Pith? Perfect for Lienors, Not So Much for Landlords: Protecting Rights When Improvements Are Made to Commercial Tenancies

Pith? Perfect for Lienors, Not So Much for Landlords

Have you ever heard the strange term “pith of the lease”?  This odd designation, apparently unique to Florida law, describes improvements to commercial tenancies that are essential or “vital to the lease’s perpetuality.”[1] 

Generally, a construction lien extends only to the “right, title and interest of the person who contracts for the improvement . . .”[2]  However, absent action by the landlord, such a lien will extend to the landlord’s fee interest in the property if: (a) the lease required the work to be done; or (b) the lease by its terms made it obvious that the improvements were the “pith of the lease.”[3] 

The Relevant Statute

          Section 713.10, Florida Statutes, titled “Extent of liens,” provides a mechanism for landlords to protect their property from being liened when a tenant contracts for improvements to the leased premises.  The statute also provides a path for lienors to protect themselves when performing work on behalf of a tenant.

How Can a Landlord Protect Itself From Liens When Work is Performed for its Tenant?

          Even if tenant improvements are required by the lease or constitute the pith of the lease, a landlord can still protect itself by taking the following steps:

  1. Including lien prohibition language in the subject lease and recording the lease or a short form or memorandum of the lease containing the specific lien prohibition language in the official records book before the recording of a notice of commencement for the improvements”[4] OR
  2. Including lien prohibition language in the subject lease and recording a notice in the public records prior to recordation of a notice of commencement for improvements on the property that leases for the rental of premises on a specified parcel of land prohibit the fee interest from being subject to lien for tenant improvements. A notice recorded must contain: (a) the name of the landlord; (b) the legal description of the parcel of land to which the notice applies; (c) the specific language contained in the various leases prohibiting liens for tenant improvements; and (d) a statement that all or a majority of the leases entered into for premises on the parcel of land expressly prohibit such liability.[5]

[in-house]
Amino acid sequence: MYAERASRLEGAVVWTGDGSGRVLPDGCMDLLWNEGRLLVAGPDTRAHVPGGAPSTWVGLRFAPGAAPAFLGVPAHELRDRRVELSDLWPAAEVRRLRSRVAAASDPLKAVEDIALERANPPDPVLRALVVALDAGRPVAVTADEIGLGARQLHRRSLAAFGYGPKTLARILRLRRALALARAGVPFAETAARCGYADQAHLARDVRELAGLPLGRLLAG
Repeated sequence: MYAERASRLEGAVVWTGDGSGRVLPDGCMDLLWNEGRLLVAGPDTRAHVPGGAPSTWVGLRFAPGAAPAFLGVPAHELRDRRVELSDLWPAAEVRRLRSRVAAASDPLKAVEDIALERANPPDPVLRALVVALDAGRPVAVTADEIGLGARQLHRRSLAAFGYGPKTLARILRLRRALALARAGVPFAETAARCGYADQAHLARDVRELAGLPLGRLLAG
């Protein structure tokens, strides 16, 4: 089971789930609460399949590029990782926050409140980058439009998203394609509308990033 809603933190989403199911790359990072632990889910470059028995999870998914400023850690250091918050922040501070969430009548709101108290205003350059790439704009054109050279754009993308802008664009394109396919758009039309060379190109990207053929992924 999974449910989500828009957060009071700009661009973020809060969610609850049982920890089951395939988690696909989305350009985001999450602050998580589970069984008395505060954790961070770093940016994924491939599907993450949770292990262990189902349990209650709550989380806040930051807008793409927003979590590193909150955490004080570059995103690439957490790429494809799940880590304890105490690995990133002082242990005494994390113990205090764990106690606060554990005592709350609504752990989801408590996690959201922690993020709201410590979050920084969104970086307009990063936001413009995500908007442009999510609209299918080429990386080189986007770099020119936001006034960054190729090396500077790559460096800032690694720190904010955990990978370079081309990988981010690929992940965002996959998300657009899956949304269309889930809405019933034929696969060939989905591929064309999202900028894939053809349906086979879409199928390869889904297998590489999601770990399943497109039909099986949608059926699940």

The important thing to remember is that the lease itself must contain lien prohibition language and there must be something recorded in the public records (either the lease/memorandum of lease or a notice of lien prohibition) indicating that the fee interest of the property will not be subject to liens for work performed for the benefit of the tenant.  Landlords usually go with the second option to avoid having to record a lease in the public records.

How Can a Lienor Protect Itself When Performing Work for a Tenant?

          Lienors performing work for tenants can protect themselves by serving a demand on the landlord for a verified copy of the provision of the lease prohibiting liability for improvements made by the tenant.  The demand must identify the tenant and the premises being improved, and must be in a document separate from the notice to owner required by §713.06, Fla. Stat.[6]

          If the landlord fails to provide a copy of the lease provision verified under §92.525, Fla. Stat. within 30 days after the demand, or if the landlord serves a false or fraudulent copy of the lease provision, the landlord’s fee interest is subject to the lien for tenant improvements so long as the lienor did not have actual notice that landlord’s interest was not subject to a lien for improvements made by the tenant.[7]

A final point to note is that when a lease expressly provides that the interest of the landlord will not be subject to liens for improvements made by the tenant, the tenant has a statutory duty to notify the contractor making any such improvements of this provision.[8]  The failure of a tenant to provide this notice renders the contract between the tenant and contractor voidable at the option of the contractor.[9]

No matter if you or your clients are commercial landlords or lienors, keeping this information in mind will protect your or their rights and help avoid situations that would be “aca-awkward.”

[1] 14th & Heinberg, L.L.C. v. Henricksen & Co., Inc., 877 So. 2d 34 (Fla. 1st DCA 2004).

[2] §713.10(1), Fla. Stat.

[3] 14th & Heinberg, 877 So. 2d at 39.

[4] §713.10(2)(b)(1), Fla. Stat.

[5] §713.10(2)(b)(2), Fla. Stat.

[6] §713.10(3), Fla. Stat.

[7] §713.10(3), Fla. Stat.

[8] §713.10(2)(a), Fla. Stat.

[9] §713.10(2)(a), Fla. Stat.

  • Jennifer P. Sommerville
    Of Counsel

    Jennifer P. Sommerville is an attorney in the Orlando office of Shutts & Bowen LLP, where she is a member of the Construction Litigation Practice Group.  She has over 20 years of experience representing clients in complex commercial ...

  • Todd F. Kobrin

    Todd F. Kobrin is a partner in the Orlando office of Shutts & Bowen LLP, where he handles real property litigation and transactional matters and is a member of the Construction Litigation Practice Group.

    Todd is a Martindale-Hubbell ...

Search Blog

Follow Us

Recent Posts

Popular Categories



Jump to Page

Shutts & Bowen, established in 1910, is a full-service business law firm with approximately 270 lawyers located in eight offices across Florida.

By using this site, you agree to our updated Privacy Policy and our Terms of Use.